Charlotte native Anthony Hamilton will tell you that for the Hornets...
“Sometimes it gets lonely/Thangs aint what they seem to be/Sometimes you get a little angry/Sometimes you get the best of me...Comin from where I'm from”
But thangs ain’t always rough in Charlotte. Although the Hornets are currently below .500, they are looking strong with a 7-2 record at the Spectrum Center where they’ve won their last three at home against Minnesota, the Clippers, and an overtime upset against the Southeast Division rival Washington Wizards.
Meanwhile, the Spurs are coming off a beating at the hands of Boogie and The Brow. Not much to be said there except that tonight’s game plays to the Spurs favor. After two days off since playing in New Orleans, the Spurs are hopefully fully digested, rested, and ready to hit the hardwood in style. By contrast, Steve Clifford and company are returning from Cleveland for the SEGABABA. Spurs fans rejoice in the hopeful exhaustion after playing LeBron James in a down-to-the-wire loss.
San Antonio Spurs (11-7) vs. Charlotte Hornets (8-10)
November 25, 2017 | 6:00 PM CDT
Watch: FSSW, Listen: WOAI
Spurs injuries: Kawhi Leonard (quadriceps), Tony Parker (quadriceps), Derrick White (fractured right wrist)
Hornets injuries: Nicholas Batum (elbow), Julyan Stone (hamstring)
To be, rather than to seem
Kemba Walker is averaging 23 points per game with 6.2 rebounds. He’s quick, agile, and his three stints as a dancer on Showtime at The Apollo are bound to keep Patty Mills and Dejounte Murray on their toes. Now in his seventh season, Walker has only worn the Charlotte uniform. His loyalty to the team through many configurations has reaped benefits and is beginning to see some light. If he maintains his current numbers, he’ll end the season with highs in all percentages as well as points per game. He leads a team that has slowly taken shape and added pieces necessary to compete.
Philadelphia has The Process, Charlotte has The Procedure
A great piece by Jonathan DeLong outlines how General Manager Richard Cho has morphed the trade into an art form, pulling in Dwight Howard for Marco Belinelli and Miles Plumlee. While Howard’s free-throw percentage can be a liability, he has yet to average less than a double-double in points and rebounding throughout his career. His consistency on the boards (currently 4th in the NBA) makes him an offensive and defensive threat. Hopefully, Pop will send Joffrey Lauvergne in to better match Howard’s physicality while having stints where LaMarcus Aldridge and Pau Gasol exploit the Hornets’ big man by stretching the floor. Add to that recent trade history bringing Nicolas Batum in exchange for Noah Vonleh and Gerald Henderson as well as the acquisition of Jeremy Lamb from the OKC for Luke Ridnour, and you could say that Charlotte is to trade, what San Antonio is to overseas draft-and-stash.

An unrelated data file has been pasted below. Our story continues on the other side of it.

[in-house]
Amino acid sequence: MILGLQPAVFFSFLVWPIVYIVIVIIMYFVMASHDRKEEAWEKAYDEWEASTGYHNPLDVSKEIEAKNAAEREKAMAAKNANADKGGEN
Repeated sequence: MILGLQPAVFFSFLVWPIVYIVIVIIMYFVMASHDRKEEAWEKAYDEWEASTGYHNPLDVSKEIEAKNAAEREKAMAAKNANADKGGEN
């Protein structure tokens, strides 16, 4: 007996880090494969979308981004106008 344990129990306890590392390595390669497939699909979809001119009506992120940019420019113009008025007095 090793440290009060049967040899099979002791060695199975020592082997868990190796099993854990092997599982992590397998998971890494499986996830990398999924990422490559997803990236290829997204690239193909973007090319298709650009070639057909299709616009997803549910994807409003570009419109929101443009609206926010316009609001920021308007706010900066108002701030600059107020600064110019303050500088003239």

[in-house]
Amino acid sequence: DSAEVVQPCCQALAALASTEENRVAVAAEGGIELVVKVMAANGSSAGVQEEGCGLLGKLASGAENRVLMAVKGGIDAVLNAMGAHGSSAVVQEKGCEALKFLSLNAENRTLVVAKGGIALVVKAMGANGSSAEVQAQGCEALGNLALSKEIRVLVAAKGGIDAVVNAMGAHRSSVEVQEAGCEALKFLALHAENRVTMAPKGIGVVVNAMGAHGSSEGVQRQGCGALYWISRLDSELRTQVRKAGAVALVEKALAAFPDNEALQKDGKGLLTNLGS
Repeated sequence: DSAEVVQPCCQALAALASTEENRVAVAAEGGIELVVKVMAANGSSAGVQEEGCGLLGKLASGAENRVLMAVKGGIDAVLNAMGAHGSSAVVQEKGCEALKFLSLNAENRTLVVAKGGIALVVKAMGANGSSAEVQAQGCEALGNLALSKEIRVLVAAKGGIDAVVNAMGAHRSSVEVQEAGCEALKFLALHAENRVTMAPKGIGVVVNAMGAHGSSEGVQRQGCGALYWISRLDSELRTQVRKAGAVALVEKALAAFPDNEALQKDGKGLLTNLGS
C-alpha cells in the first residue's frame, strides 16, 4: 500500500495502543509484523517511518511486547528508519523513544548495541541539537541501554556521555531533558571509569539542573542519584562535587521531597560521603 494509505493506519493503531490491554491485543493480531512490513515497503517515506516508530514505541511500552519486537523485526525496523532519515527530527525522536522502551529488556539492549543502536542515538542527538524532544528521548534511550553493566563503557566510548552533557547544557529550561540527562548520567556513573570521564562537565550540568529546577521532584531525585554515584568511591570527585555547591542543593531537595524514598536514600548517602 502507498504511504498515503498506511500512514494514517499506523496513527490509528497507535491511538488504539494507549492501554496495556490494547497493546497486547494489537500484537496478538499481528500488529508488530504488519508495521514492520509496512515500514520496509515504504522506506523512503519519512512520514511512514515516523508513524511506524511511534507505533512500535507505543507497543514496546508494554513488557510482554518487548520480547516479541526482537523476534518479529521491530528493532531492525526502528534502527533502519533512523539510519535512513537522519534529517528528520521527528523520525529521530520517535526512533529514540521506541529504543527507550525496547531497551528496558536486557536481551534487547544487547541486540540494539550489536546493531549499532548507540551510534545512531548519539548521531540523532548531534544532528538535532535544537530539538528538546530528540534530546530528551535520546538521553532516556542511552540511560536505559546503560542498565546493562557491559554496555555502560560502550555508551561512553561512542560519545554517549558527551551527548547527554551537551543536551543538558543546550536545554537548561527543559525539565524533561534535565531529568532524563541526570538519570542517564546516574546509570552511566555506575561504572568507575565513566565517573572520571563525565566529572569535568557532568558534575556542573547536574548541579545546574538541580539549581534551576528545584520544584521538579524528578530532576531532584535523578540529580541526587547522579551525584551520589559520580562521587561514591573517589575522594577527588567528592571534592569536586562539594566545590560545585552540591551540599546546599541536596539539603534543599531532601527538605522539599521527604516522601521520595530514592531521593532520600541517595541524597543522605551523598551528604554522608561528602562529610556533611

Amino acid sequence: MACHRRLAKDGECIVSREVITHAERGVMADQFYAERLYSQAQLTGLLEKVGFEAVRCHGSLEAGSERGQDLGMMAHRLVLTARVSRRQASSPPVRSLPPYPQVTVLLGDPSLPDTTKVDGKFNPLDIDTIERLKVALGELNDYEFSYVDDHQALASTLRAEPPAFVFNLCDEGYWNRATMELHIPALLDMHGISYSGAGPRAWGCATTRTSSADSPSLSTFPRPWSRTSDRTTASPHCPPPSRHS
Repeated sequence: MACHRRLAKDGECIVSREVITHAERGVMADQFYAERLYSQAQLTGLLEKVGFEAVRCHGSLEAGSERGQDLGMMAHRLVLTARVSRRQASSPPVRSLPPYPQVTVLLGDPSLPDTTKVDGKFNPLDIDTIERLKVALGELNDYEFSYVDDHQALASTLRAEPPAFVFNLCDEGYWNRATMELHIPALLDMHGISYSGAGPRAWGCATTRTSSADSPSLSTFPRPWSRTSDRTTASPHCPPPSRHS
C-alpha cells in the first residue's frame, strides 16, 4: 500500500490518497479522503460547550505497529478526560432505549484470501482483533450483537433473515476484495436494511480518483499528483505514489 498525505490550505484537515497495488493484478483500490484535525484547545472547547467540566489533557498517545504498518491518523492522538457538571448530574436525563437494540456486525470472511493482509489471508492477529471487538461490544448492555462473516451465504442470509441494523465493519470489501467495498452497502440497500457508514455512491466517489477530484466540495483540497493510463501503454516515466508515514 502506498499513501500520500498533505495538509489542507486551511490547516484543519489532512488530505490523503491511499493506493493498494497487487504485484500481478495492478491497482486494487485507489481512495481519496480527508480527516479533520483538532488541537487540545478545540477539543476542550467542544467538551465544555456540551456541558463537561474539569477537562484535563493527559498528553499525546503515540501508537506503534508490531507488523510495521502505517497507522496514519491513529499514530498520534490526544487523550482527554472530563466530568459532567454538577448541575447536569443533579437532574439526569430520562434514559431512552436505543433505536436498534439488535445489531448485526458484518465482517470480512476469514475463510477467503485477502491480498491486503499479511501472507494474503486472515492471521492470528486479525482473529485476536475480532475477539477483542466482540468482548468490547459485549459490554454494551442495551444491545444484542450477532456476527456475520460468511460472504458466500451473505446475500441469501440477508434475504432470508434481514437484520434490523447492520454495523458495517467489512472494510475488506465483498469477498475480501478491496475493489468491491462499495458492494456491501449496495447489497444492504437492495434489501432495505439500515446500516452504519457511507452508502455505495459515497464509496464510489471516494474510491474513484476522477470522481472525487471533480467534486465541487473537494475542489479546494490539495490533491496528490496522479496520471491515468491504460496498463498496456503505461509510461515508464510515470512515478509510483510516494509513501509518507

Kawhi has zero minutes and more headlines than any other Spur
The constant “when is he coming back?” conversation continues to loom, but perhaps the better question would be “how much havoc will a healthy, rested Kawhi Leonard wreak on a mid-season NBA?” Honestly, I don’t want to see Kawhi until he is 100%. Does anyone else remember the 19-game winning streak that accompanied his return after the fracture of the fourth metacarpal in his right hand in 2014? I think we can all agree that season worked out pretty well for Leonard in the end.
I’m not suggesting the Shaq method of having surgery at the beginning of the season so as to enjoy the offseason and play less during the regular season, but caution is the best approach. Additionally, as rough-and-tumble as the healthy Spurs are, the season is progressing steadily. From LaMarcus’ consistency as the focus of the offense to the emergence of Kyle Anderson, Danny Green’s turn toward leadership to the immediate impact of Rudy Gay, Gasol’s 3-point accuracy to Brandon Paul’s diamond-in-the-rough 3-and-D upside, the Spurs are coming along.
Although total dominance is what all Spurs fans have come to expect, I still think when Tony Parker and Kawhi Leonard are integrated with the production coming from the current healthy roster, the Spurs will be a force. Beyond that, history and reason tell us Gregg Popovich is not going to take any chances that could shorten the careers of his players. He pulled Duncan against the player’s will from the 2000 playoffs to avoid risking further damage to his torn lateral meniscus in his left knee. As long as there is no clarity on the Klaw’s condition, expect to see him in a sport coat.
Two last words: Bryn Forbes
Speaking of the production of the presently suited up Spurs, Bryn Forbes scored 22 the last time these two teams met. What can appear to the casual observer as a flash in the pan is often the spark that lights the fuse. Forbes is developing quite well: the way he finds the open space for a confident 3, his ability to run off the line and produce a floater, and his chemistry with the Spurs overall have led to more minutes and usage in a time without Parker.
For forward-thinking Spurs fans, Parker’s time as a starter is limited, not just by injury but by time. He will probably see a more diminished role if he continues next season. Does that mean Patty Mills will become the Spurs full-time starter? If so, then Forbes is an option to take Patty’s role coming off the bench. Either way, more Forbes is not hurting the Spurs this season.
Last time the Spurs played the Hornets: Spurs won by 7.
Vegas Odds: Charlotte by 1.5.
Game Prediction: Spurs by 12.
For the Hornets fan’s perspective, visit At the Hive.
As always, Tony must dominate Fisher.
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